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Revisiting the Decision to Let Jason Hammel Walk and Other Bullets

Analysis and Commentary, Chicago Cubs News

jason hammel cubsGood year for Eddie Vedder, eh? Not only did his beloved Cubs finally win the World Series, but he’s also been inducted, together with the seminal band he fronts, Pearl Jam, to the Rock and Roll Hall of Fame. Thankfully the PED era considerations didn’t keep Pearl Jam off too many ballots now that we have a more modern understanding of sabermetrocks.

… I’m sorry you had to read that.

But seriously: Pearl Jam is awesome, and has long been one of my favorite bands. It would be a fool’s errand to try to list a favorite Pearl Jam song, so I’ll just mention some of the best to me: Nothingman, Release, Smile, I Got ID, Off He Goes, Immortality, Elderly Woman Behind the Counter in a Small Town, Daughter, Low Light … I could go on.


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  • As we talked about the Cubs’ lack of starting pitching depth yesterday – and it also comes up in conjunction with the Cubs’ pursuit of free agent Tyson Ross – folks have brought up the Cubs’ early-offseason decision to decline Jason Hammel’s affordable $12 million option for 2017, in favor of a $2 million buyout and open free agency for Hammel. Some wonder if that looks like a bad decision as the offseason goes on, and the Cubs have yet to acquire any additional starting pitching depth. Fair. But I think it’s important not to allow time to wash away the context of that decision when it was made: the Cubs were clearly not going to promise Hammel a roster spot for 2017, let alone a starting rotation spot, pending whatever else they might do in the offseason (and considering the fact that they want time to evaluate Mike Montgomery as a starter). The desire – the need! – to add younger, longer-term pitching is strong. So, then, back in November, they decided to let Hammel proceed into free agency unfettered.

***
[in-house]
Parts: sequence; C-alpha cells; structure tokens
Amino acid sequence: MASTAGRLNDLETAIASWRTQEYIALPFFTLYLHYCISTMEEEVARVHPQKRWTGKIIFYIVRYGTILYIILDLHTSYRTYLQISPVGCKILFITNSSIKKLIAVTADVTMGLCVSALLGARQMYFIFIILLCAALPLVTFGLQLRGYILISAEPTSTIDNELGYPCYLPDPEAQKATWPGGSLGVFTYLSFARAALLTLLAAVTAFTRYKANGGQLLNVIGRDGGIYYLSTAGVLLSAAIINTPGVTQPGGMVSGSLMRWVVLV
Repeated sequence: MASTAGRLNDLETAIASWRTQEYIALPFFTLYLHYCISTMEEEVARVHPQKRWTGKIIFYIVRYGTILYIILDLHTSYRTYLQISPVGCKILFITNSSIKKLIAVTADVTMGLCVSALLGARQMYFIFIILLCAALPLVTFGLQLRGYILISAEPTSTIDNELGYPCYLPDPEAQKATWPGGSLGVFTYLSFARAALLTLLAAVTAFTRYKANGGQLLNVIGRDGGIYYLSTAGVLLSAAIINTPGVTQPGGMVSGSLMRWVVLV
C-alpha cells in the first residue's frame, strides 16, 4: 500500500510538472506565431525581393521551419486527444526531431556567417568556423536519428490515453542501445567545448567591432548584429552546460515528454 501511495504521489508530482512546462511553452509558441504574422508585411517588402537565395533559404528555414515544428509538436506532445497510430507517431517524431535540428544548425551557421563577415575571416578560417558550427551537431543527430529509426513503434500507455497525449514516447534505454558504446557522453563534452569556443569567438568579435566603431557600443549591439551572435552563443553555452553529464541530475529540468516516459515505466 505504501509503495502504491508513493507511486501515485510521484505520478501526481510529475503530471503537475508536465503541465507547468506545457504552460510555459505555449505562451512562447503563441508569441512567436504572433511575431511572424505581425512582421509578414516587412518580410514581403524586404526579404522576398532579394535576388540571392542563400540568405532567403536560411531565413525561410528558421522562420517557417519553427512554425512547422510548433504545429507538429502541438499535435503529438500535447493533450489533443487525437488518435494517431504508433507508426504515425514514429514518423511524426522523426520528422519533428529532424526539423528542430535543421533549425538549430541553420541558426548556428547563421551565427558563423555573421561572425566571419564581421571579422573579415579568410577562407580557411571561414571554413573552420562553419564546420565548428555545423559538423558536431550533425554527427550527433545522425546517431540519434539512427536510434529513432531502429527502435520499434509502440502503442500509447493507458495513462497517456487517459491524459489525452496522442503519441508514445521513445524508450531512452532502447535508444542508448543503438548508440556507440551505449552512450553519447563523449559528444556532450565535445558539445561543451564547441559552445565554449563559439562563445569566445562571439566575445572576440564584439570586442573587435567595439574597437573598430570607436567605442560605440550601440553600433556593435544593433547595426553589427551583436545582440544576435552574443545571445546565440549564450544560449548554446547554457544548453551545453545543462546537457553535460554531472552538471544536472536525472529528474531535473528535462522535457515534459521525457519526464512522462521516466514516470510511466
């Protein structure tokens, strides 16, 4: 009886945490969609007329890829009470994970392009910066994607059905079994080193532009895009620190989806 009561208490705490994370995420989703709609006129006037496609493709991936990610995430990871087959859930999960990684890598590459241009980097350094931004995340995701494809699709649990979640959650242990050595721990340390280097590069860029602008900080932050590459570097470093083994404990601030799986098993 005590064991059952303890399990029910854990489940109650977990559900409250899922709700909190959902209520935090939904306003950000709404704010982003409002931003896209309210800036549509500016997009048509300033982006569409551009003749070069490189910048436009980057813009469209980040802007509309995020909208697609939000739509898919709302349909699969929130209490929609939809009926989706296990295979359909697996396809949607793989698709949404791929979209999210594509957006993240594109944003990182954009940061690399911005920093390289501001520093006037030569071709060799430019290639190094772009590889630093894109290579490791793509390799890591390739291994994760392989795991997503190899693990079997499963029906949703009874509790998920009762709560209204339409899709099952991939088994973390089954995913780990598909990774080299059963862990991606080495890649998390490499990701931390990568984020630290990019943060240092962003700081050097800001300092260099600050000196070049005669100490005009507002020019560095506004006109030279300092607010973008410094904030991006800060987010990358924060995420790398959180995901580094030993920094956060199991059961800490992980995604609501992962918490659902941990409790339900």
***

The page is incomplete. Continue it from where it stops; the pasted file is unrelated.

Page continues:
• The other big consideration with Hammel, specifically, is that neither he, nor the guy he’d potentially bump from the rotation (Montgomery) have minor league options. As “depth,” then, it complicates the process of keeping both guys fresh as starting pitchers – all else equal, you’d rather have a “depth” starting pitcher who is actually starting in games and staying stretched out at AAA. The Cubs’ moves in the bullpen so far this offseason have helped shore up that group, making it more comfortable to remove Montgomery (and place him in the rotation). In a roundabout way, then, the Cubs have filled some of the innings they lost in Hammel by adding to the bullpen. Another starting pitcher is still very desirable, but I’m not sure it’s right to say that it’s obvious the Cubs should have kept Hammel.

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  • The Cubs, as they have in years past, have revoked some season ticket holder privileges for re-selling too many games (Tribune). It’s just not anyone who re-sells some of their tickets, mind you – it’s folks who are selling so many of their tickets that it kinda just looks like that’s the only reason they have the tickets.
  • The Red Sox ZiPS are out, and, yeah, that’s a freaking loaded team.

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  • Meanwhile, over at Baseball is Fun:


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Brett Taylor

Brett Taylor is the Editor and Lead Writer at Bleacher Nation, and you can find him on Twitter at @BleacherNation.